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Gina Haspel told senators CIA would "never restart" interrogation program

In forthcoming CBS News relaunch of former CIA Acting Director Michael Morell's podcast, "Intelligence Matters," former CIA Director Michael Hayden tells Morell, "There is no way that an agency officer of Gina's character and experience will send CIA officers out there to do this again"

CIA Director nominee Gina Haspel is telling senators in private meetings that she would "never let the CIA restart an interrogation and detention program." She says that she will abide by the legal framework governing interrogations detailed in the Army Field Manual. 

In the lead-up to her May 9 confirmation hearing before the Senate Intelligence Committee, Haspel is also promising to ensure that the CIA remains focused on its core mission of collection and analysis and that the agency abides by its values of "service, integrity and courage."

The content of Haspel's conversations was revealed by former CIA deputy director and CBS News contributor Michael Morell, who on Friday spoke with former CIA director General Michael Hayden for his podcast, "Intelligence Matters."  The podcast was previously produced by national security website The Cipher Brief and will be officially relaunched next week by CBS News.

Both Morell and Hayden have previously expressed their support for Haspel's nomination.

"We know some mistakes were made," General Hayden said of the enhanced interrogation program, "but at its core, we thought the program met all the requirements the agency had to have to do those kinds of things."

Defenders of the agency and of Haspel's alleged involvement with the program have argued that it adhered to an established legal framework that was sanctioned at the time by the president and attorney general, and that relevant members of Congress had been duly informed. Critics of Haspel have argued that she, like others at the agency at the time, should have resigned, pushed back, or spoken out rather than abiding the program's implementation.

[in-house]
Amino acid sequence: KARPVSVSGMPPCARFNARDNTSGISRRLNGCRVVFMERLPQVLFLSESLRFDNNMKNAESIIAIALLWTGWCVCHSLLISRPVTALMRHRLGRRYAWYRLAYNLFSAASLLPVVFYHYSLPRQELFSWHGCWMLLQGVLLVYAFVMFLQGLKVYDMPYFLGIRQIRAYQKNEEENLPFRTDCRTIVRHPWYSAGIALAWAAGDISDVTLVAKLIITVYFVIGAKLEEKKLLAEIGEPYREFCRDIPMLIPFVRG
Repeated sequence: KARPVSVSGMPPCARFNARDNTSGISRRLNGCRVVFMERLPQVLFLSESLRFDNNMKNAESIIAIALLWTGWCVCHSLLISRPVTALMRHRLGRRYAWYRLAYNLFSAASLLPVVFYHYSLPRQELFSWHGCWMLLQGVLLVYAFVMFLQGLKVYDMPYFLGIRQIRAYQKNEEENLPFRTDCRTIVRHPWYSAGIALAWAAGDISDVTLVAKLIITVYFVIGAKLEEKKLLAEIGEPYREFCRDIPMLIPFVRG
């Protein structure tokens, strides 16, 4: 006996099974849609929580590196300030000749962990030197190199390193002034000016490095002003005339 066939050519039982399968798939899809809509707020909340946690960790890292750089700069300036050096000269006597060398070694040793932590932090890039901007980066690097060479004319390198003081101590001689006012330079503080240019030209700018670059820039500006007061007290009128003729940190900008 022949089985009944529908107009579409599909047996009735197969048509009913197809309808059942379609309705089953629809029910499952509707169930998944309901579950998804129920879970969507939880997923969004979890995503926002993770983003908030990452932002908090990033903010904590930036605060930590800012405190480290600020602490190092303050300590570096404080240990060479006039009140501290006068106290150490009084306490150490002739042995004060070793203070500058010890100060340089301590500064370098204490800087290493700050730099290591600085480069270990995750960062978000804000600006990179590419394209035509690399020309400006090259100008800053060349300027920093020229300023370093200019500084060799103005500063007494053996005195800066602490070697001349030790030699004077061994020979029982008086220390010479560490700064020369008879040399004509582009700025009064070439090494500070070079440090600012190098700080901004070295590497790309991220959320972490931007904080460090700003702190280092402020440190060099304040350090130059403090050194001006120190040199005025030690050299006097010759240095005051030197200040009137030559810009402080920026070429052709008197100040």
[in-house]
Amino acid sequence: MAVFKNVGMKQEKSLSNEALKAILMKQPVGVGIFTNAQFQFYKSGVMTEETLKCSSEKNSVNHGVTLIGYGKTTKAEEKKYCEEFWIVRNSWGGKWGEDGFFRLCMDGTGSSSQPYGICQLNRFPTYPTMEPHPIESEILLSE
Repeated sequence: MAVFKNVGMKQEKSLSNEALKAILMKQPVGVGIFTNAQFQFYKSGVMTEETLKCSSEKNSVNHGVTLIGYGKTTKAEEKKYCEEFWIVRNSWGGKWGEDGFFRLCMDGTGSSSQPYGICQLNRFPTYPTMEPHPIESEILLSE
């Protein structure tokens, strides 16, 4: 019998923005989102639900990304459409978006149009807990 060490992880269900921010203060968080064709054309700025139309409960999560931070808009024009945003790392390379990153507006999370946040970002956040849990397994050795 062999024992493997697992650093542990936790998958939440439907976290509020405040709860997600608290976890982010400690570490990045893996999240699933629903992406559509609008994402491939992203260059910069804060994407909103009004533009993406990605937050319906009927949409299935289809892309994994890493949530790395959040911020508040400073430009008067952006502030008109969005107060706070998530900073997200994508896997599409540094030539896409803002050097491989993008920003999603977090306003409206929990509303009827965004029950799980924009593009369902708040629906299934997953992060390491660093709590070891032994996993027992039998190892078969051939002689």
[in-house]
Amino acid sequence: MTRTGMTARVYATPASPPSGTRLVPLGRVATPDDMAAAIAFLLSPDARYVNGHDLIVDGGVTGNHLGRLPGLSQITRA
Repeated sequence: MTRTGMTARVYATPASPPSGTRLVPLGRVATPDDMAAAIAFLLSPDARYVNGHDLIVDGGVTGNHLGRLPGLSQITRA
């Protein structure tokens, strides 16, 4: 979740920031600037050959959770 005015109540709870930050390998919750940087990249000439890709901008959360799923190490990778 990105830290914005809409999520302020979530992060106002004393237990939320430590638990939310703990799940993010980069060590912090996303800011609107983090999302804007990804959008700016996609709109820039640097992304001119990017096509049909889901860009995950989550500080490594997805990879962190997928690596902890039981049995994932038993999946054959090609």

Hayden argued that Haspel was a "brilliant" choice to lead the agency because, he said, "there is no way that an agency officer of Gina's character and experience will send CIA officers out there to do this again."

"She won't do it because she won't put her officers at risk the way they were put at risk when the nation was made to feel a bit more safe after 9/11," Hayden told Morell. "If you're worried about the future on this particular question, Gina Haspel," Hayden said, "you can't pick a better person."

The news of Haspel's private comments comes as a number of senators have expressed concerns about – and pushed for more extensive declassification of – her reported involvement in the interrogation program, including her oversight, in 2002, of a "black site" in Thailand where detainees were subjected to waterboarding. Much of Haspel's thirty-year career at CIA was spent in the clandestine service, and remains classified.

Earlier this week, the CIA sent a letter to a trio of Democratic senators – Sen. Ron Wyden, D-Oregon; Sen. Dianne Feinstein, D-California; and Sen. Martin Heinrich, D-New Mexico – informing them that it would allow senators weighing Haspel's nomination to review additional classified information about her career at a secure site at the Capitol. 

In response, the senators called the agency's move "wholly inadequate" and renewed their requests that more of Haspel's background be declassified.

"We believe senators and the American public have the need to know whether or not the nominee before us was a senior manager for a program that has been shown to be deeply flawed, as well as a number of other disturbing facts about her record," the senators said.